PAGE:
The Kojiki, translated by Basil Hall Chamberlain, , at sacred-texts.com
Thereupon the Heavenly Sovereign, alarmed at the valour and ferocity of his august child's disposition, commanded him, saying: "In the West there are two Kumaso bravoes, 1—unsubmissive and disrespectful men. So take 2b them,"—and [with this command] he sent him off. It happened that at this time his august hair was bound at the brow. 3b Then His Augustness Wo-usu was granted by his aunt Her Augustness Yamato-hime 4 her august [upper] garment and august skirt; and, with a sabre hidden in his august bosom, he went forth. 5 So, on reaching the house of the Kumaso bravoes, he saw that near the house there was a three-fold belt of warriors, who had made a cave 6 to dwell in. Hereupon they, noisily discussing a rejoicing for the august cave, 7 were getting food ready. So [Prince Wo-usu sauntered about the neighbourhood, waiting for the day of the  rejoicing. Then when the day of the rejoicing came, having combed down after the manner of girls his august hair which was bound up, 8 and having put on his aunt's august [upper] garment and august skirt, he looked quite
like a young girl, and, standing amidst the women, 9 went inside the cave. Then the elder brother and the younger brother, the two Kumaso bravoes, delighted at the sight of the maiden, set her between them, and rejoiced exuberantly. So, when [the feast was] at its height, [His Augustness Wo-usu], drawing the sabre from his bosom, and catching Kumaso 10 by the collar of his garment, thrust the sabre through his chest, whereupon, alarmed at the sight, the younger bravo ran out. But pursuing after and reaching him at the bottom of the steps 11 of the cave, and catching him by the back, 12 [Prince Wo-usu] thrust the sabre through his buttock. Then the Kumaso bravo spoke, saying: "Do not move the sword; I 13 have something to say." Then [His Augustness Wo-usu], respited him for a moment, holding him down [as he lay] prostrate. Hereupon [the bravo] said: "Who is Thine Augustness?" Then he said: "I am the august child of Oho-tarashi-hiko-oshiro-wake, the Heavenly Sovereign who, dwelling in the palace of Hishiro at Makimuku, rules the Land of the Eight Great Islands; and my name is King Yamato-wo-guna. Hearing that you two [fellows 14], the Kumaso bravoes, were unsubmissive and disrespectful, [the Heavenly Sovereign] sent me with the command to take and slay you." Then the Kumaso bravo said: "That must  be true. There are no persons in the West so brave and strong as we two. 15 Yet in the Land of Great Yamato there is a man braver than we two,—there is. 16 Therefore will I offer thee an august name. From this time forward it is right that thou be praised as the August Child Yamato-take." 17 As soon as he had finished saying this, [the Prince] ripped him up 18 like a ripe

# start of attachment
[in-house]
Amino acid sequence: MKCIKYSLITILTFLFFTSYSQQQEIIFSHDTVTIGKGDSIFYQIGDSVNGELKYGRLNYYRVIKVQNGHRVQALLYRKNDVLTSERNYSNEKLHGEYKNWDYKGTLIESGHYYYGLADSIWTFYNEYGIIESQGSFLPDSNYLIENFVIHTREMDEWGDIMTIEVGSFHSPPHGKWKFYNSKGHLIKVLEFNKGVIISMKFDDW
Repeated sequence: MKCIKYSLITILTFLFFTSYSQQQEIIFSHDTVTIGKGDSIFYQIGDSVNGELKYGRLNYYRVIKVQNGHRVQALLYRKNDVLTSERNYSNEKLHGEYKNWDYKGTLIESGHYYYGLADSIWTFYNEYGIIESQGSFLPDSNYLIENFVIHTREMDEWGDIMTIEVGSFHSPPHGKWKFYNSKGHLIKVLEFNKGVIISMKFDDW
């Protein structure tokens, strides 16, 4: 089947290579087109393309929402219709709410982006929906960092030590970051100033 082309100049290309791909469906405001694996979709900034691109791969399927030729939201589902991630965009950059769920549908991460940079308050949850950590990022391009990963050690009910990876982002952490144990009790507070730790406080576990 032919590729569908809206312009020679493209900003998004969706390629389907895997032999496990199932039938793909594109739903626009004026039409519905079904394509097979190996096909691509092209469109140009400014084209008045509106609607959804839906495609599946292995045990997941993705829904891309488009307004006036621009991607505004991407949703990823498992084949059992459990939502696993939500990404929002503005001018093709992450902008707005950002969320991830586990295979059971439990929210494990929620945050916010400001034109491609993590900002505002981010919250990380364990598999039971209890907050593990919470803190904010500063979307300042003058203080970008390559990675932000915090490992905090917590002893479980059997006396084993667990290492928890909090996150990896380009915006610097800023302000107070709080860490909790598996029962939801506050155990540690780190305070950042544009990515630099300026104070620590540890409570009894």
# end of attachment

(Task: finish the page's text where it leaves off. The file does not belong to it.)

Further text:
melon, 19 and slew him. 20 So thenceforward he was praised by being called by the august name of 21 his Augustness Yamato-take. When he returned up [to the capital] after doing this, he subdued and pacified every one of the Deities of the mountains and of the Deities of the rivers and likewise of the Deities of Anado, 22 and then went up to [the capital].